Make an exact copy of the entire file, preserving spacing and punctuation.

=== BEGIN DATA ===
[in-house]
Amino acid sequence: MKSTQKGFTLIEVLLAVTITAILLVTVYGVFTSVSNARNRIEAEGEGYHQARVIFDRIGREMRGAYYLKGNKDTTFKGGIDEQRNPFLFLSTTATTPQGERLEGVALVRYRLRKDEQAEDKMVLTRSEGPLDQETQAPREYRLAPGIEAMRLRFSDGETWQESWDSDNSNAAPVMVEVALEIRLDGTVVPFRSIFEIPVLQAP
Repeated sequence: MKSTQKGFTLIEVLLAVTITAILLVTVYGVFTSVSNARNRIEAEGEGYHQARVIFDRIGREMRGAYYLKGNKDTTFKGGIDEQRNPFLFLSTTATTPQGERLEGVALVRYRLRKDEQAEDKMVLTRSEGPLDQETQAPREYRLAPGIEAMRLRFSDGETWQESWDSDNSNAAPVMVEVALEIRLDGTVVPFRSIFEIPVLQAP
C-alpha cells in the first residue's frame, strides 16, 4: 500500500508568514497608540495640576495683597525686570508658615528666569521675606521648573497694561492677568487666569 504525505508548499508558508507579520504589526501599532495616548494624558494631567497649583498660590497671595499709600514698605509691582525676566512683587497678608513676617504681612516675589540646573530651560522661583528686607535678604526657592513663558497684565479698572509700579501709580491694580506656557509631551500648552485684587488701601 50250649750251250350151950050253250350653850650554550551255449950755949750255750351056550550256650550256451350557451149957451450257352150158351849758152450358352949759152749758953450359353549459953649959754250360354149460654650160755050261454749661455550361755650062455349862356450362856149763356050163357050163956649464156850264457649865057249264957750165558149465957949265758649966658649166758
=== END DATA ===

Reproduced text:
[in-house]
Amino acid sequence: MKSTQKGFTLIEVLLAVTITAILLVTVYGVFTSVSNARNRIEAEGEGYHQARVIFDRIGREMRGAYYLKGNKDTTFKGGIDEQRNPFLFLSTTATTPQGERLEGVALVRYRLRKDEQAEDKMVLTRSEGPLDQETQAPREYRLAPGIEAMRLRFSDGETWQESWDSDNSNAAPVMVEVALEIRLDGTVVPFRSIFEIPVLQAP
Repeated sequence: MKSTQKGFTLIEVLLAVTITAILLVTVYGVFTSVSNARNRIEAEGEGYHQARVIFDRIGREMRGAYYLKGNKDTTFKGGIDEQRNPFLFLSTTATTPQGERLEGVALVRYRLRKDEQAEDKMVLTRSEGPLDQETQAPREYRLAPGIEAMRLRFSDGETWQESWDSDNSNAAPVMVEVALEIRLDGTVVPFRSIFEIPVLQAP
C-alpha cells in the first residue's frame, strides 16, 4: 500500500508568514497608540495640576495683597525686570508658615528666569521675606521648573497694561492677568487666569 504525505508548499508558508507579520504589526501599532495616548494624558494631567497649583498660590497671595499709600514698605509691582525676566512683587497678608513676617504681612516675589540646573530651560522661583528686607535678604526657592513663558497684565479698572509700579501709580491694580506656557509631551500648552485684587488701601 50250649750251250350151950050253250350653850650554550551255449950755949750255750351056550550256650550256451350557451149957451450257352150158351849758152450358352949759152749758953450359353549459953649959754250360354149460654650160755050261454749661455550361755650062455349862356450362856149763356050163357050163956649464156850264457649865057249264957750165558149465957949265758649966658649166758